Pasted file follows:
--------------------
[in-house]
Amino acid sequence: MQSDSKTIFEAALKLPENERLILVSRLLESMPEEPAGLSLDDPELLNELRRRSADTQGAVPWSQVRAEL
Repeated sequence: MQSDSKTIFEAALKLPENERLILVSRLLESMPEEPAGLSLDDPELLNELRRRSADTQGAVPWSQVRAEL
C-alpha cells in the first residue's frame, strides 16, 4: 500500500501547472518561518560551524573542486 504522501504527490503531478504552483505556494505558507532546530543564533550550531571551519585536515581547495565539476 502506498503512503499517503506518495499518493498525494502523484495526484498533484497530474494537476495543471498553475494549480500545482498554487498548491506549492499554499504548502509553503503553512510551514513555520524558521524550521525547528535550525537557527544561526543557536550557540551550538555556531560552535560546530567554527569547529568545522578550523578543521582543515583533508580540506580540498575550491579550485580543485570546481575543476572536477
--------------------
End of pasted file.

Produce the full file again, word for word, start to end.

[in-house]
Amino acid sequence: MQSDSKTIFEAALKLPENERLILVSRLLESMPEEPAGLSLDDPELLNELRRRSADTQGAVPWSQVRAEL
Repeated sequence: MQSDSKTIFEAALKLPENERLILVSRLLESMPEEPAGLSLDDPELLNELRRRSADTQGAVPWSQVRAEL
C-alpha cells in the first residue's frame, strides 16, 4: 500500500501547472518561518560551524573542486 504522501504527490503531478504552483505556494505558507532546530543564533550550531571551519585536515581547495565539476 502506498503512503499517503506518495499518493498525494502523484495526484498533484497530474494537476495543471498553475494549480500545482498554487498548491506549492499554499504548502509553503503553512510551514513555520524558521524550521525547528535550525537557527544561526543557536550557540551550538555556531560552535560546530567554527569547529568545522578550523578543521582543515583533508580540506580540498575550491579550485580543485570546481575543476572536477